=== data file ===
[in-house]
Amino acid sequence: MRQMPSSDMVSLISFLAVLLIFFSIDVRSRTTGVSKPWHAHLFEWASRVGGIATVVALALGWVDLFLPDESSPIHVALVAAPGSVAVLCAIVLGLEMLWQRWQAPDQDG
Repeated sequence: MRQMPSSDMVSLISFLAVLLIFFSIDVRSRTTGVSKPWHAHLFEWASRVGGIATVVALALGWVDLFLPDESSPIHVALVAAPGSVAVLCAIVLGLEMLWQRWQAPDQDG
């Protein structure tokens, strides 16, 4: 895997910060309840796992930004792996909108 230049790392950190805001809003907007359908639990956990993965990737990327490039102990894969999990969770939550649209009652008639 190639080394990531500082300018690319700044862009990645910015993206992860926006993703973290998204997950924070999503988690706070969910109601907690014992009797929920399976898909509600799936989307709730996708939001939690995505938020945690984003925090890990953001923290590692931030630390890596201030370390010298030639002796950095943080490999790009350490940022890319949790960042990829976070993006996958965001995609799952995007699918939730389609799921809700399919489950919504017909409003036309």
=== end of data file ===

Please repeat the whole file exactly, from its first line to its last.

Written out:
[in-house]
Amino acid sequence: MRQMPSSDMVSLISFLAVLLIFFSIDVRSRTTGVSKPWHAHLFEWASRVGGIATVVALALGWVDLFLPDESSPIHVALVAAPGSVAVLCAIVLGLEMLWQRWQAPDQDG
Repeated sequence: MRQMPSSDMVSLISFLAVLLIFFSIDVRSRTTGVSKPWHAHLFEWASRVGGIATVVALALGWVDLFLPDESSPIHVALVAAPGSVAVLCAIVLGLEMLWQRWQAPDQDG
């Protein structure tokens, strides 16, 4: 895997910060309840796992930004792996909108 230049790392950190805001809003907007359908639990956990993965990737990327490039102990894969999990969770939550649209009652008639 190639080394990531500082300018690319700044862009990645910015993206992860926006993703973290998204997950924070999503988690706070969910109601907690014992009797929920399976898909509600799936989307709730996708939001939690995505938020945690984003925090890990953001923290590692931030630390890596201030370390010298030639002796950095943080490999790009350490940022890319949790960042990829976070993006996958965001995609799952995007699918939730389609799921809700399919489950919504017909409003036309």